Nature’s third cycle − a story of sunspots
|By Arnab Rai Choudhuri||Reviewed by Peter Meadows|
|Oxford University Press 2014||xii + 281 pages|
|Price £25 (hbk)||ISBN:978-0-19-967475|
Initially I was curious about exactly what the third cycle in the title of this book referred to. It soon became clear that this is the well known 11-year solar cycle, with the first and second cycles referring to the Earth’s daily rotation and yearly orbital cycles. Perhaps less well known is that the solar cycle is on average 22 years in duration when the magnetic properties of sunspots are taken into account. It is these magnetic properties that are the main topic of this interesting and informative book.
This book by Arnab Rai Choudhuri, a professor of Physics at the Indian Institute of Science, has been written for a general audience and in a non-mathematical style that anyone with GCSE level physics will be able to easily understand. The more complicated physics and maths are given in the appendices.
The book begins by giving the background and history to the topic of sunspots and in particular their magnetic characteristics, before describing the properties of the fourth state of matter, plasma. This is where the reader is gently introduced to the solar dynamo theory which is subsequently used to explain the origin of the solar cycle as indicated by sunspots. The book then develops the flux transport dynamo theory, the currently favoured theoretical model of the solar cycle. This model has been used, for example, to give a theoretical butterfly diagram which is well known to solar observers. The final part of the book concentrates on how particles from the Sun can be transported to the Earth and their influence on us here on Earth.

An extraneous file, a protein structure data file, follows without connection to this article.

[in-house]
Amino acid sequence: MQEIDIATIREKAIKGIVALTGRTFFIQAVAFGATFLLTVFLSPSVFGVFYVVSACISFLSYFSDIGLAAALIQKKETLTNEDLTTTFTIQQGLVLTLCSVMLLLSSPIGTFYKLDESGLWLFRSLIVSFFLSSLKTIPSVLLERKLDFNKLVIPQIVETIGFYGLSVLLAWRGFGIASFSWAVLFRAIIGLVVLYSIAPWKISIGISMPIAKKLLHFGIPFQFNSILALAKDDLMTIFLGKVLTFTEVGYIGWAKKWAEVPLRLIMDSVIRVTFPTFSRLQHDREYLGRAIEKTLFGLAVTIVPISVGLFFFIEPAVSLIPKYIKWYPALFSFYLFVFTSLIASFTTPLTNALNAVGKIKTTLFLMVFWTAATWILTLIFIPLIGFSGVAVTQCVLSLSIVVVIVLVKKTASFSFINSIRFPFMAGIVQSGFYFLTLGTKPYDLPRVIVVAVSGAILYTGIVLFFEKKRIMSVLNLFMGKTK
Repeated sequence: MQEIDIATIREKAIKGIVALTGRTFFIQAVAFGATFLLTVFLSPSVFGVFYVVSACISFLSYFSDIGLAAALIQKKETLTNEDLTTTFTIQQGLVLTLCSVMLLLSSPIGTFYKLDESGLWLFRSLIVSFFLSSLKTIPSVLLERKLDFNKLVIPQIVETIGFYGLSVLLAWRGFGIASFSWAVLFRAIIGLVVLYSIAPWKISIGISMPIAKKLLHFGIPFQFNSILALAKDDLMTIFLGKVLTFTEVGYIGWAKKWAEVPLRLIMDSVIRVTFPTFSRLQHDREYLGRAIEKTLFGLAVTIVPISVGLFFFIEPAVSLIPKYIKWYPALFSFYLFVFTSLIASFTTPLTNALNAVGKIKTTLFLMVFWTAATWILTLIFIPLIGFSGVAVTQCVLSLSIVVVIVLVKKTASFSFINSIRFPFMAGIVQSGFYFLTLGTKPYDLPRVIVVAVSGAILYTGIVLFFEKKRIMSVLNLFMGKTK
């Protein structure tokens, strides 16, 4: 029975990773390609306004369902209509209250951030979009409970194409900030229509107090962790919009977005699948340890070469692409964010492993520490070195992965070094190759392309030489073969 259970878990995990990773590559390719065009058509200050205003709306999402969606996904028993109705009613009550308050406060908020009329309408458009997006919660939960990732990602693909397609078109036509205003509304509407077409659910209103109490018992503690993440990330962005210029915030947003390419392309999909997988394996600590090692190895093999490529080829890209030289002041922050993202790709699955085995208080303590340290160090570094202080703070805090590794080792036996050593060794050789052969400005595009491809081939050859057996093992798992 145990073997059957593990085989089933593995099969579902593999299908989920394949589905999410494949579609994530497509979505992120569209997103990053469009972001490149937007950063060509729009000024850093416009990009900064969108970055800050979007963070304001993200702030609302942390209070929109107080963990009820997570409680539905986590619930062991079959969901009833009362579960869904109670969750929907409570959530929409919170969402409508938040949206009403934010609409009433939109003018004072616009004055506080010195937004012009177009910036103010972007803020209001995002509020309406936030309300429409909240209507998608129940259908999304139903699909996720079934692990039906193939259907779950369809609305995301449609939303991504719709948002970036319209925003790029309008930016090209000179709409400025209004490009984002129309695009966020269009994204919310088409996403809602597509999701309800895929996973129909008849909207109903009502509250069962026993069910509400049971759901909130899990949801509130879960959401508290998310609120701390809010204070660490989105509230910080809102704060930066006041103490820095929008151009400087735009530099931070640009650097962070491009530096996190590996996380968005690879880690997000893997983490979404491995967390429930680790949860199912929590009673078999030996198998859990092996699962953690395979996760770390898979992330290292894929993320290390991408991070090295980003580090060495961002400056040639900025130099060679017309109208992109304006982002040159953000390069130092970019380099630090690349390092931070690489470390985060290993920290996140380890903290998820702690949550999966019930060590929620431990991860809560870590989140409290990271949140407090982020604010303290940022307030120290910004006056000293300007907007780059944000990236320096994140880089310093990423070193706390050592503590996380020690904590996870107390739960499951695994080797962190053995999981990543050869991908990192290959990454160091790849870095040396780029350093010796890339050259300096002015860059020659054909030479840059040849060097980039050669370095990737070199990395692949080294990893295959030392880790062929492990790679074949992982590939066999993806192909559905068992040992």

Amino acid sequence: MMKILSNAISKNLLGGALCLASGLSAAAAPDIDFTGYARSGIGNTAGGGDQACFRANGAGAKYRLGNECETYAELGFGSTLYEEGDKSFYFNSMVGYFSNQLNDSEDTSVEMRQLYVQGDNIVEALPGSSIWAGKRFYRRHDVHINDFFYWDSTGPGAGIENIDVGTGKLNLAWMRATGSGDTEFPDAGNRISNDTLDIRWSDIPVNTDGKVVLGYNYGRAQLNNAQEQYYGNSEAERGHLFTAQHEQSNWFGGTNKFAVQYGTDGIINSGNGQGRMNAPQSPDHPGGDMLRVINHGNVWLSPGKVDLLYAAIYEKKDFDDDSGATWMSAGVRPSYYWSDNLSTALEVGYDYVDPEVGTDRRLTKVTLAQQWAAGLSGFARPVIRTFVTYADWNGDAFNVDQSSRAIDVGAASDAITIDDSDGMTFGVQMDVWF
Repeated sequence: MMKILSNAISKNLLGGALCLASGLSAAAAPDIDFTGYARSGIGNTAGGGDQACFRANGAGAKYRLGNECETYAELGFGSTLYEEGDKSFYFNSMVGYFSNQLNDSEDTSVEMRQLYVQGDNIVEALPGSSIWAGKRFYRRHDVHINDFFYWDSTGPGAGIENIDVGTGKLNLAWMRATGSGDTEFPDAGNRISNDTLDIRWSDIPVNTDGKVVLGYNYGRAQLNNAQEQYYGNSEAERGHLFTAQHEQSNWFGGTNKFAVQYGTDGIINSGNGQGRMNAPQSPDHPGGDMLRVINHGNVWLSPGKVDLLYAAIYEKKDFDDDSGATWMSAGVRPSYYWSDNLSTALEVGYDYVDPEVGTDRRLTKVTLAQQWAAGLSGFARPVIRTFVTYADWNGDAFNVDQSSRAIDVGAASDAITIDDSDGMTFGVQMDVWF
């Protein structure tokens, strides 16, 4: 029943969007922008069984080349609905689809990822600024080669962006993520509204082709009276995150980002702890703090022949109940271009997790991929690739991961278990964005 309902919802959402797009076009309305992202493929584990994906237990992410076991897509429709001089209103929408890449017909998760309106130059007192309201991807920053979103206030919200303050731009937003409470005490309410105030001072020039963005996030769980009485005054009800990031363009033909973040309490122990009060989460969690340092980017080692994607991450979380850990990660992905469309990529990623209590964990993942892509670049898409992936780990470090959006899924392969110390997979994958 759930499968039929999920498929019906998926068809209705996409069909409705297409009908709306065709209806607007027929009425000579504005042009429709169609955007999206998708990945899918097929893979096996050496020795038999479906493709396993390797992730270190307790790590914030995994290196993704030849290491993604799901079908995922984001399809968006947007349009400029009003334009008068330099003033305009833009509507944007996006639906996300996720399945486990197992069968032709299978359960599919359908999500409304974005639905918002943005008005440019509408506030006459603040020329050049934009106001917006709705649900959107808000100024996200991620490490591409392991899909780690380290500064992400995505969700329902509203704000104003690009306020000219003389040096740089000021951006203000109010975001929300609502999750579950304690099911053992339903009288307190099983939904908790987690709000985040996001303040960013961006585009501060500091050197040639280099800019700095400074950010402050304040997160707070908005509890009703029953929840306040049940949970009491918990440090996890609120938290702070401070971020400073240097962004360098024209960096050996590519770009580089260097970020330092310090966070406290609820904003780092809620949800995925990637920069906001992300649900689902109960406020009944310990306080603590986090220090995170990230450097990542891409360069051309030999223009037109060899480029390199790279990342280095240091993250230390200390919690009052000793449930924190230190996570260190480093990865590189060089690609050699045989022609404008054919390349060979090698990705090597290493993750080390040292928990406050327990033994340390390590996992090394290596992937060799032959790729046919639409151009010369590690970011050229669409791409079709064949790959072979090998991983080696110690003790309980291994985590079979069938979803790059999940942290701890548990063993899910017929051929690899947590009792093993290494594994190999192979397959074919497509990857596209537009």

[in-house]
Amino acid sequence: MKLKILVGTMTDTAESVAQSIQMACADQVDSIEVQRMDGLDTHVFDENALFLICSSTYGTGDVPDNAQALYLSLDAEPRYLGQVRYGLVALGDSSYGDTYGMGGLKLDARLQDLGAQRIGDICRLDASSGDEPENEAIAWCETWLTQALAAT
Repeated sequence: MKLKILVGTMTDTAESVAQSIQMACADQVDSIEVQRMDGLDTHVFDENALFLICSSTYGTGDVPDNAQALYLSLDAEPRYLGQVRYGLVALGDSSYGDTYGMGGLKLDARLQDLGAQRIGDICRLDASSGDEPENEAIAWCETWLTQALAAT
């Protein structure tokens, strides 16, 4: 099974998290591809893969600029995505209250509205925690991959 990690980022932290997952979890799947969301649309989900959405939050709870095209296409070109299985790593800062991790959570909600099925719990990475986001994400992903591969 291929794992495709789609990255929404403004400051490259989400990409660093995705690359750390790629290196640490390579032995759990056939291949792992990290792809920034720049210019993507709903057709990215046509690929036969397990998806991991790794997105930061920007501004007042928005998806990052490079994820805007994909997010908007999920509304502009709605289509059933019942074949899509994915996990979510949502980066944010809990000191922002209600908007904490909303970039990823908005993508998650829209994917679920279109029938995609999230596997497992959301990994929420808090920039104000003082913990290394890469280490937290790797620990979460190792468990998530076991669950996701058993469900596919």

What I particularly like is that the author has included stories about the various scientists and astronomers who have contributed to the understanding of the solar cycle, including his own. This gives a personal and interesting perspective to the book, especially as it helps to explain the development of the topic as well as giving an insight to the scientific process with its highs and lows. Seeing this from the perspective of a scientist in India adds to this personal aspect of the book.
In the preface, the author asks whether he has succeeded in writing a non-technical book to explain the physics behind the solar cycle – I certainly think he has. I recommend this book to anyone who wishes to gain an insight into the physics behind the solar cycle. There may be parts of the book that need some thought and understanding but this is worth the effort. This is the best book I have read on this topic.
Peter Meadows is a keen solar observer who submits his observations to the BAA Solar Section, ‘The Astronomer’ and the Solar Influences Data Analysis Centre (SIDC). He is also the solar editor for ‘The Astronomer’ and the BAA Robotic Telescope Coordinator.